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Musical theatre as an opera singer

Phantom of the Opera is a compelling musical, not an opera. But opera fans don't have to hate it just because some people don't know the difference

Phantom of the Opera is a compelling musical, not an opera. But opera fans don’t have to hate it just because some people don’t know the difference

Some opera singers and aficionados feel a sort of intellectual superiority to musical theatre. My opera history classes and online opera communities are the places where I hear people who are generally quite fond of both music and theatre deride shows like Les Miserables and Phantom of the Opera. It’s true that these aren’t anywhere near as musically rich as opera, that neither are they as vocally demanding, that they sometimes shamelessly steal from the opera canon (I’m looking at you, Andrew Lloyd Webber), and that it’s frustrating when people get a mistaken view of the opera genre by considering them operas. But none of that prevents them from being good theatre in their own right. Perhaps I’m biased because I grew up with musical theatre (including two parents who performed in it) long before I was exposed to opera, but I will happily buy a ticket to the nearest production of a classic musical or, better yet, audition to be a part of it.

Musical theatre is a wide category, and some musicals are more suited to classical voices than others. Older musicals (e.g., by Rogers and Hammerstein or Porter or Gershwin) tend to have roles written for “legit” voices, while recently the pop-rock style has become more popular (though there certainly also exists contemporary musical theatre for legit voices). Some roles are very much intended for opera singers: for instance, Emile de Becque in South Pacific is nearly always sung by an operatic baritone and Cosette in Les Miserables was first sung by an operatic soprano. There wouldn’t be much point in my auditioning for Rent, but a I might have a decent shot at earning a role in a show like The Light in the Piazza that demands more lyrical singing.

That said, being a classically trained singer in musical theatre can pose some challenges. After several years of singing almost exclusively opera and Lieder, I had trouble digging up a musical theatre song that fit my voice. In my search, I discovered that I was no longer an alto: although I am plainly a mezzo in the opera world, that same tessitura places me firmly in the soprano pool for most musical theatre. My classical training also made me much more careful about my voice. When I was much younger, I was a “belter”. While I found that I still can carry the full weight of my chest register quite high, I am worried about the potential repercussions, so I do so only very rarely, preferring a pseudo-belt (a mixed register with extra space in the back to sound brassier) that is much easier on my voice (though still not strictly correct and healthy singing).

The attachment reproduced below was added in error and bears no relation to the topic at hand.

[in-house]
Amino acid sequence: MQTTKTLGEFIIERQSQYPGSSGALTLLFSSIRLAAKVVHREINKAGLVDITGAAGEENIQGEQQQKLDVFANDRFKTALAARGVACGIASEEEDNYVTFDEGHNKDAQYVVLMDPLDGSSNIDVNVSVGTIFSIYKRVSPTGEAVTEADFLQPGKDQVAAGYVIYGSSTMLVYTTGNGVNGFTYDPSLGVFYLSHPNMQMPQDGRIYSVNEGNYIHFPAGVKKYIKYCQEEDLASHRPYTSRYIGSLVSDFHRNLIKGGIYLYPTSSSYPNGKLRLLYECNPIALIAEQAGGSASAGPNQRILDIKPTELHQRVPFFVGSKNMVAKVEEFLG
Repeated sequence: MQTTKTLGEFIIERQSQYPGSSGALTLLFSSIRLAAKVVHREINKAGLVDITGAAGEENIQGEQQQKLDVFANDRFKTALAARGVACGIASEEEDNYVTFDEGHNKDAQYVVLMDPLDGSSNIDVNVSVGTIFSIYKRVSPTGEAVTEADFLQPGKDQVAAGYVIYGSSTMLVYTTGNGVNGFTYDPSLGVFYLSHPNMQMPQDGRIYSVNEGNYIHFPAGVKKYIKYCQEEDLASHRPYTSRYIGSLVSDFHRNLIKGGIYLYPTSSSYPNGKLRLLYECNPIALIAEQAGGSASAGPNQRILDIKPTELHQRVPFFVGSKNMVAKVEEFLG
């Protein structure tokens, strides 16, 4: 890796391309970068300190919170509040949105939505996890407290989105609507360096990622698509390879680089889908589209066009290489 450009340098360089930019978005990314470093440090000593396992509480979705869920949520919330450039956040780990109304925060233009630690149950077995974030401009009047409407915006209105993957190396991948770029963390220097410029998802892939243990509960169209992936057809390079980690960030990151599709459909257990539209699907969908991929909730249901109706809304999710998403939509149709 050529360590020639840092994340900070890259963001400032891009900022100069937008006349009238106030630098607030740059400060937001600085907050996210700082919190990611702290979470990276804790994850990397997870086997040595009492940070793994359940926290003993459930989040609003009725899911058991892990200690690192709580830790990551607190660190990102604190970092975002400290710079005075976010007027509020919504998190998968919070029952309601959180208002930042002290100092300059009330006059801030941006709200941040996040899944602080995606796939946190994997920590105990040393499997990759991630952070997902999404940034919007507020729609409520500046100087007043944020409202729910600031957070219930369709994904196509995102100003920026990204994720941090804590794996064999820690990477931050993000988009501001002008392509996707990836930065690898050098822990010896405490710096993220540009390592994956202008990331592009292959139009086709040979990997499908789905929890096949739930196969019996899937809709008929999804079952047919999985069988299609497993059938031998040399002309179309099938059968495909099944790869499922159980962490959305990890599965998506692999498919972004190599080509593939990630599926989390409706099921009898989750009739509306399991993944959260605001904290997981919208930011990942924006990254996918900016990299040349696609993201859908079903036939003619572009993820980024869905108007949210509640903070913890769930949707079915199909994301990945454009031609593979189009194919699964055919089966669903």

The biggest issue that comes up is vibrato. I have a relatively wide natural vibrato, and if I sing freely in auditions, I tend to get cast as old ladies. (They seem to be the sopranos with vibrato.) Music directors will often ask me the dreaded question, “Can you sing that without vibrato?” I do have some control, so I can try to channel my Baroque self (coming onto notes straight, but letting held notes gain vibrato near the end), but it’s still a challenge. Singing in the chorus or in ensembles is especially tricky, as most of the other musical theatre singers have no vibrato by default, but I have to constantly remind myself to minimize it. Of course, singing straight tones if you naturally have vibrato is also potentially damaging to the voice (the usual recommendation for achieving straight tones is “send the tone forwards”, which often raises the larynx), so I have to be cautious about not overdoing it.

Danielle de Niese excelling in some of the extensive choreography from the 2005 Glyndebourne Giulio Cesare

Danielle de Niese rocking some of the challenging choreography from the 2005 Glyndebourne Giulio Cesare

A less serious challenge of the musical theatre world is the dance requirement. I’m a trained singer and actress, but my dancing experience is limited to a mixture of ballroom, Latin, swing, and vintage styles—hardly what’s needed for most musical theatre! In one of my current shows, almost every song is fully choreographed, and the styles vary from song to song. We have a jazz dance, some fake ballet, a hoedown, and several styles I don’t know how to name. Remembering and executing complicated choreography while singing the right pitches healthily is a tricky business, and one that until recently was not demanded of opera singers. However, with the popularity of productions like the Glyndebourne 2005 Giulio Cesare, this skill is becoming important for opera as well.

On the whole, there are relatively few opportunities for young opera singers to perform in fully staged operas. Being in musical theatre gives me a chance to hone my acting, vocal expression, dancing, and stage presence. It also allows me to practice singing in front of lots of people. All of these things will be quite valuable in my future operatic endeavors. On top of that, it’s just plain fun. I’m in rehearsal for two very different musicals right now (Webber’s Joseph and the Amazing Technicolor Dreamcoat and Sondheim’s Into the Woods), and rehearsals are always the highlight of my day. Opera singers should not dismiss musical theatre, which is great both as a performance vehicle and a good evening’s entertainment.